My time is precious. So is my team’s.
We work hard to focus on the right things.
This week I have invested two days spending time with fellow communication leaders at the IABC EMENAComm. It was convenient travelling back from Dubai, to stop and recharge my batteries while spending time with old and new friends.
Today at lunch, I had a long chat with Laila -a young marketing director-who is being pulled in different directions and needs to set boundaries. Now, I am listening to the fascinating story by Hanisha Lalwani. Her courageous story has inspired me.
I know how that feels. As the Communications Function, we are strategic advisers and get a lot of requests to help others. Marua Kobayashi, our COO, is frequently popping by wanting advice or support for her latest initiative.
It’s often a pleasure to help her but sometimes we need to keep control of our own agenda, and not be completely beholden to other people’s needs. Which leads to the big challenge:
How do you say ‘no’ without annoying your customer or stakeholder (internal or external)? How do you manage your time effectively so that you are focusing on the right things, at the right time, for the right result?
Here is my menu of tips for saying no to people so that you can keep control of your agenda. These tactics sometimes work for me. I don’t use all of them in all situations. You will like some better than others, so feel free to pick and choose.
I leave you with the appetisers and the main course, and will go back to my session. The desserts will come tomorrow.
They are little things which are easy to do and generally won’t get you into trouble.
- Disappear. People can’t interrupt you if they can’t find you. Find a quiet room somewhere. Lock yourself away. Turn off email. Do what you need to do and then re-engage.
- Delay. Say “yes, but not now”. You are the middle of something. You are about to have meeting. You have a phone call you need to make in five minutes. You are travelling. “Of course I will do it for you, but it will have to be later / tomorrow / next week, etc.” Remember the old maxim: “a lack of planning on their part does not constitute an emergency on your part”.
- Direct. Point them in the direction of the intranet or wherever so they can self-serve the information they need. Send them a link. Or send them to a colleague who is better placed than you to deal with the issue. (This works especially well for me when I am travelling.)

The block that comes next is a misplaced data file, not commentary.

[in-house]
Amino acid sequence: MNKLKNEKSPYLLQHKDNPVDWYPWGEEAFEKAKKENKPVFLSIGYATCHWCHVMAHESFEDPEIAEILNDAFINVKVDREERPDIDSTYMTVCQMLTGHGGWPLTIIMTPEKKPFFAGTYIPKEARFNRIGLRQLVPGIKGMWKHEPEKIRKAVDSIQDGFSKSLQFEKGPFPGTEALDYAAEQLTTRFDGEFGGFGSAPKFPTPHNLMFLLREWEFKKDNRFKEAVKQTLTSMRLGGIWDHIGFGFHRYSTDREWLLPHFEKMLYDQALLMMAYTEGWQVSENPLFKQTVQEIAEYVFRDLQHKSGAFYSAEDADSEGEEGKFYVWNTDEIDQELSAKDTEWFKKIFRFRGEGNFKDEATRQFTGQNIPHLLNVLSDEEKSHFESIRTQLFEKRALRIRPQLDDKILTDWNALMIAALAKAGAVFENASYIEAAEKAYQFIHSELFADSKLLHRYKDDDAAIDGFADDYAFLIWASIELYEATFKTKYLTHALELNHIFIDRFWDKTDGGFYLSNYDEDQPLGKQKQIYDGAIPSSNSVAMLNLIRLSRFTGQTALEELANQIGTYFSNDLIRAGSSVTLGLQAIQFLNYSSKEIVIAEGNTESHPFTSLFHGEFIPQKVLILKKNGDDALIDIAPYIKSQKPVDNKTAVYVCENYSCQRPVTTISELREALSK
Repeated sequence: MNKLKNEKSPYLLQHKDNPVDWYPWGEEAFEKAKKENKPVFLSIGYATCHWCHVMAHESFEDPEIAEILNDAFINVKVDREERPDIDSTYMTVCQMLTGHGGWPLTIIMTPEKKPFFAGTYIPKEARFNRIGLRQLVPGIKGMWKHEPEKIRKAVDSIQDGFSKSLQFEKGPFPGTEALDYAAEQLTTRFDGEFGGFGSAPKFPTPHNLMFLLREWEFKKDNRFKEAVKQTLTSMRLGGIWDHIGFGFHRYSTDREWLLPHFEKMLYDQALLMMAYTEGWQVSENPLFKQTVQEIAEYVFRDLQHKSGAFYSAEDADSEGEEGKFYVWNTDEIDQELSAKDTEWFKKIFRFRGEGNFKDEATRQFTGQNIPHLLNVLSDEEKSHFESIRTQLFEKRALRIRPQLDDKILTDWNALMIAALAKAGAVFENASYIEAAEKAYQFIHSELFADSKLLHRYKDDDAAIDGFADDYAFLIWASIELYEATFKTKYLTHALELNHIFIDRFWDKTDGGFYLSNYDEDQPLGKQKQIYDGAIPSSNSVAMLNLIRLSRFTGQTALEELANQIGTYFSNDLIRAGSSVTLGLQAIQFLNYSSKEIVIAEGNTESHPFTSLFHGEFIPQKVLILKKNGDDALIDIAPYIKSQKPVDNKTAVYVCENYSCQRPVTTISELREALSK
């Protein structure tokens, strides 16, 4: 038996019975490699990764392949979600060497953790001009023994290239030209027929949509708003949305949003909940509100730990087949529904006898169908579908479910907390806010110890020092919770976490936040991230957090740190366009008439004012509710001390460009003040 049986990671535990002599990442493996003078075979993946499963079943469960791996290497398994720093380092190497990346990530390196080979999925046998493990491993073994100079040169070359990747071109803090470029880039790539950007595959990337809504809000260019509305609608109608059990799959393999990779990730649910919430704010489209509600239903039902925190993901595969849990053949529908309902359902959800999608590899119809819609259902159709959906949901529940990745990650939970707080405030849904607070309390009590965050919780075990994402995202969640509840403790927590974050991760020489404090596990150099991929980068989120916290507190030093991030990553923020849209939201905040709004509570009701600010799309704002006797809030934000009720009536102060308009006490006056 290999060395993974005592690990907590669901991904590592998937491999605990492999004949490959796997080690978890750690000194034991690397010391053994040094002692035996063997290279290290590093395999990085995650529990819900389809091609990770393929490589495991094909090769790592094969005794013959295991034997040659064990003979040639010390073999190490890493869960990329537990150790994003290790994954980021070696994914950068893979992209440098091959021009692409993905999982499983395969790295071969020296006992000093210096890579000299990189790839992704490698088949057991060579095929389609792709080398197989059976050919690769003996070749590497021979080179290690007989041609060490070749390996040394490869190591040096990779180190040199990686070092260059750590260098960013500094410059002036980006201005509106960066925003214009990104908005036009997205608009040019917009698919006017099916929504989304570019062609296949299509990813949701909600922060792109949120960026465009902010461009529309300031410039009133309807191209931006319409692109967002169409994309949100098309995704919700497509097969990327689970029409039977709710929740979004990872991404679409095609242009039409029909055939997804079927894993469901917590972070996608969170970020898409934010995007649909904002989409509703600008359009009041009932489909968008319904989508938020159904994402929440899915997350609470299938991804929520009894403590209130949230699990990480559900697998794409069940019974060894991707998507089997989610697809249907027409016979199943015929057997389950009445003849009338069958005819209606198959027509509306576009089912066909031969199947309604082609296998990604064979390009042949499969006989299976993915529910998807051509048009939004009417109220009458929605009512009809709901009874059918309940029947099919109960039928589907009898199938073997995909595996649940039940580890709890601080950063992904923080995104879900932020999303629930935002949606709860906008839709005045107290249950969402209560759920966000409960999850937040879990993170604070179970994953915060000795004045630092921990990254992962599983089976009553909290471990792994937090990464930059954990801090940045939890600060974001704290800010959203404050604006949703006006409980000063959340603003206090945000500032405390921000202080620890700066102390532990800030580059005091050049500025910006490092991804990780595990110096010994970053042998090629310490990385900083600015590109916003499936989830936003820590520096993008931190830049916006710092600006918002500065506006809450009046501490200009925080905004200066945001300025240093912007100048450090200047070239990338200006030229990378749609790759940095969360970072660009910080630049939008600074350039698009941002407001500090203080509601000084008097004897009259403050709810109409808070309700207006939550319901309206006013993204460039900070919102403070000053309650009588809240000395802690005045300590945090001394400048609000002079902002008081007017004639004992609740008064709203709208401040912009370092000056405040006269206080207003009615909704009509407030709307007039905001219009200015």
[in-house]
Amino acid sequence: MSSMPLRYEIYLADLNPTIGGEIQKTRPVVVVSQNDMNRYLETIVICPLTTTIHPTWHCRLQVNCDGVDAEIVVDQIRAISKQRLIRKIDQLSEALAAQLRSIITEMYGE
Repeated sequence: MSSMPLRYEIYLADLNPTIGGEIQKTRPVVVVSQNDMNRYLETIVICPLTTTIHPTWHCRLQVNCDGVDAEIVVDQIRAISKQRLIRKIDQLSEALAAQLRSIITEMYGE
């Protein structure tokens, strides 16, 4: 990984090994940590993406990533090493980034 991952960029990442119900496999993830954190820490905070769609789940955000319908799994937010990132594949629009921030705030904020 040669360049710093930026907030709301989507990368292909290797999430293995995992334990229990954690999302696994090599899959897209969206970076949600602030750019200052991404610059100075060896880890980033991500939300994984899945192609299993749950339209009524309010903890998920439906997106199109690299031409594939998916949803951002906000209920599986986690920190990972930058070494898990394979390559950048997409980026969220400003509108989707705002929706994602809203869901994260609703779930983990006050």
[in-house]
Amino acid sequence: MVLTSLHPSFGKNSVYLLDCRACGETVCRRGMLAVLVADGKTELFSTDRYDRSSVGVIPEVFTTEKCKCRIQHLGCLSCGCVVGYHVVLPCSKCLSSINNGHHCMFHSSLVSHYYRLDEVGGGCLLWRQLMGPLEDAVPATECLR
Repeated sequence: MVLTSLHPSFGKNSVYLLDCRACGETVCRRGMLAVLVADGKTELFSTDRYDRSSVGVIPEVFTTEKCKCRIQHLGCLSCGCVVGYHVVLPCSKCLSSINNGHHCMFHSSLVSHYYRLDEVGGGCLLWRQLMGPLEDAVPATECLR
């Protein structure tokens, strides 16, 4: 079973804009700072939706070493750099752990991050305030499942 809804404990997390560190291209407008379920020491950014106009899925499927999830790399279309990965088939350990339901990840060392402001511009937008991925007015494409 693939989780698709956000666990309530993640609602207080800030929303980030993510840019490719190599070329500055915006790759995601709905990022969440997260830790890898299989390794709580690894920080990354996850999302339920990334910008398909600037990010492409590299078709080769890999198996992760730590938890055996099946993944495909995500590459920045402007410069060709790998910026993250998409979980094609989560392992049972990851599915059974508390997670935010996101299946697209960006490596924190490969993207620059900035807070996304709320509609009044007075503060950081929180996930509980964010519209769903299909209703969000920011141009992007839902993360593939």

- Deal. They want something from you. Ask for something in return or give them a little obstacle to overcome. “Absolutely, I would love to help you. Have a look in my diary and find a free space so we can give proper attention to this. Send me an invite and arrange a time to come to my office.”
These are slightly more complex items which move slightly beyond the immediate tactical request and your instant response.
- Stakeholder analysis. How important is this request or this person to you? Do you have lots of reputation points in the bank with them already, or do you need to strengthen the relationship?
- Say yes, but with conditions or discussion. Can you get more resources? Can you delay another request from them? “I’d love to help, but I’m just doing something for X. Can you negotiate with her on which of your two requests is more critical and I’ll prioritise accordingly? Can you do the task in a simpler, quicker way?”
- Strategy connection. Ask questions about the business need, which elements of our strategy this supports, what is the wider context. Why is this request important?
- SPIN. This stands for “Situation, Problem, Implication, Need.” What is the situation or context? What’s the problem they are trying to solve? What’s the implication of the problem and what is the need? This is a sales technique which enables you to open up the conversation and explore the underlying need… and maybe, find a simpler solution that saves you time, energy and resources.
- Simplify. “Yes, of course, I can give you a quick short reply now or a more detailed thought through analysis later. Which would you prefer?”
Desserts are more controversial so I will share them with you as part 2 of this menu (you can follow me here if you wan to be sure not to miss it).
Those are my tips, my menu, but what are your tips for saying no and managing your time? Are they appetizers, main courses, or desserts?
As Hanisha invites us to do: ‘says yes to talk about saying no’.
2 thoughts on “The menu of how to say no, first course.”